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Posted 1st August 2016 by Lawrence McCrossen

I love spreadsheets. Spreadsheets are wonderful things, I use them all the time, and so do our clients. But it can be difficult to know when to stop using them.

When the subject arises with our clients, the issues are the same for both large and small organisations.

Consider a boutique Fund Manager using an in-house developed complex spreadsheet for managing portfolio, orders and risk. This might make perfect sense when starting up – low cost of technology, developed by an investment manager who knows exactly what they need and how to maintain the spreadsheet.

As well the business grows, and the spreadsheet is adapted and evolves with it – the same as any other software. But there are some problems specific to spreadsheets.

What's wrong with spreadsheets?

It’s more than just data input Errors

This is certainly a problem, as data validation is limited, and there is always the risk that a formula gets accidentally overwritten. That said, it’s also possible to make input errors using technologies other than spreadsheets, so it’s not actually the main problem that distinguishes spreadsheets.

Security, in more than one sense

  • It’s just a file - the spreadsheet file can be copied and taken
  • User access can be restricted, but it’s difficult to create an audit trail of who has used the spreadsheet

Multi-user

  • Of course, anyone can use it, but there is limited ability to control who can use which functions via roles and user ID’s
  • Maintaining consistent data is very difficult. Other than protection from writing over the whole file, there is no ability control over when different users edit specific parts of the spreadsheet. One client told me that the way they handle this is to shout across the room to let other know that a spreadsheet is about to be edited!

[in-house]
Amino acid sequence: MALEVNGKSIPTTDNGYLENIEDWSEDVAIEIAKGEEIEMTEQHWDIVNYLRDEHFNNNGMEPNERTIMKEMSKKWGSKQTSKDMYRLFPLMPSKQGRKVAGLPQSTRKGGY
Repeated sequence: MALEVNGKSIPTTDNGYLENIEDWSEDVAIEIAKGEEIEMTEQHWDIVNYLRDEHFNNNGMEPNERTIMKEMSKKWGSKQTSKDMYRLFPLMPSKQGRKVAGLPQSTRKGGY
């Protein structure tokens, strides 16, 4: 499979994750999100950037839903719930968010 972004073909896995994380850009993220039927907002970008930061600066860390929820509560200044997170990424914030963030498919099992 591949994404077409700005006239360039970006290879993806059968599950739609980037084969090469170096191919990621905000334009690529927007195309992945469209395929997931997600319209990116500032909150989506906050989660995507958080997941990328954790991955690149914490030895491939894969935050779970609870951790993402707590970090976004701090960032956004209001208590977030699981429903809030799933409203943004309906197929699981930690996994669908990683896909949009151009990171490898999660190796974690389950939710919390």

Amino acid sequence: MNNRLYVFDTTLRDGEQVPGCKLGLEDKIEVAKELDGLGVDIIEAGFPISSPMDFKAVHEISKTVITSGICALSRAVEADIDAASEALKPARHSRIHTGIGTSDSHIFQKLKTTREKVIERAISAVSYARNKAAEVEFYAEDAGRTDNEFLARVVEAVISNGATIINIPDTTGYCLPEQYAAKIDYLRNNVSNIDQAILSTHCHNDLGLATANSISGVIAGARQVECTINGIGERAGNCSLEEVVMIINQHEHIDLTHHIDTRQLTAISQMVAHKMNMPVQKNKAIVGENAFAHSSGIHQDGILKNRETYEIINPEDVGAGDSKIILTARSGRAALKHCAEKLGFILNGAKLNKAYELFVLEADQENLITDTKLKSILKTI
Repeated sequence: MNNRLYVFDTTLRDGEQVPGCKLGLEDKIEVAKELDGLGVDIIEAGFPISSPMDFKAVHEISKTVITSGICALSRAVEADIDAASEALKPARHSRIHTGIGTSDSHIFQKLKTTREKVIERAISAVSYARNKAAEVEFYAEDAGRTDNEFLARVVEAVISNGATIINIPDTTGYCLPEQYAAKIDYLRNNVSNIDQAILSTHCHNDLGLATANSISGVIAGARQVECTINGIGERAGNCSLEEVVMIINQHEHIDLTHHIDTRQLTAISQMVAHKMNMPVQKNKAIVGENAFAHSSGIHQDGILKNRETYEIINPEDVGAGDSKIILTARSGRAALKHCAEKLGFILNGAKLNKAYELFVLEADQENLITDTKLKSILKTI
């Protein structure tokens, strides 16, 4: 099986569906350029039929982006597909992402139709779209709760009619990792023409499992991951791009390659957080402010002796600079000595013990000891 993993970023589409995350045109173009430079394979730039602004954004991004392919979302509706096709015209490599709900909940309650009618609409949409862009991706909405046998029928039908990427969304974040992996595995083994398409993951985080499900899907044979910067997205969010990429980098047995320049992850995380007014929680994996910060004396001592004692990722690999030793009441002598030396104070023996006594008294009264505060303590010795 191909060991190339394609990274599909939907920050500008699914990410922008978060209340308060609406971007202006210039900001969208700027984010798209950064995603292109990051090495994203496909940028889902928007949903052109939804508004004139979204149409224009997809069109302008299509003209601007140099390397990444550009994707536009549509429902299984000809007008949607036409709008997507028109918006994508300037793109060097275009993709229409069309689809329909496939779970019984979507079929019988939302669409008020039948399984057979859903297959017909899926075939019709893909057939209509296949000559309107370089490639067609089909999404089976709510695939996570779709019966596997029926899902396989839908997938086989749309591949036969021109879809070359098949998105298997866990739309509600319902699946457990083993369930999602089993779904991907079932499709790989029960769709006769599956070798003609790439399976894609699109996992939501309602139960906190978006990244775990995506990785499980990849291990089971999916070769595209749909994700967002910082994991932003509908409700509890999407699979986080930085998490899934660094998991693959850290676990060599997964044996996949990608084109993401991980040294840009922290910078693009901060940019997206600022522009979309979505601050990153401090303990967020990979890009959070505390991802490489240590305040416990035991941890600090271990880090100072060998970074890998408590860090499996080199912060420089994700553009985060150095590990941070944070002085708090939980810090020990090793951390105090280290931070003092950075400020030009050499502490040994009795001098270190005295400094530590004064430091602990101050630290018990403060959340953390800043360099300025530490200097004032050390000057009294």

Database – history and audit trails

While you can of course store a large amount of data in a spreadsheet, the ability to update that data in an automated and consistent way is limited. New rows can be added, but only in a very simplistic way, and relationships with other data are difficult to maintain (see below). This makes historical reporting very difficult to do.

Keeping an audit trail of when and how data was changed is not something that can be incorporated into a spreadsheet. This obviously an extremely important issue for risk management and auditing.

General Robustness

One of the great benefits of spreadsheets is that data and formulae are placed in the same place ie cells of the sheet. It’s so easy to just start typing data in and manipulate it with formulae right next to the data. For more complex logic, you can write code too.

The problem arises when data gets moved around or added in ways that the writer hasn’t foreseen. Sometimes errors indicate the problem, but it’s easy to point to the wrong cell without knowing, or even to completely overwrite data!

If you are struggling to maintain your spreadsheets, The Bridge can advise on how to restructure or even replace them with a more robust technology.

If you'd like to discuss your software development options with The Bridge at no cost or obligation, feel free to call Lawrence on 02 9993 3300 or email lawrence@thebridgedigital.com.au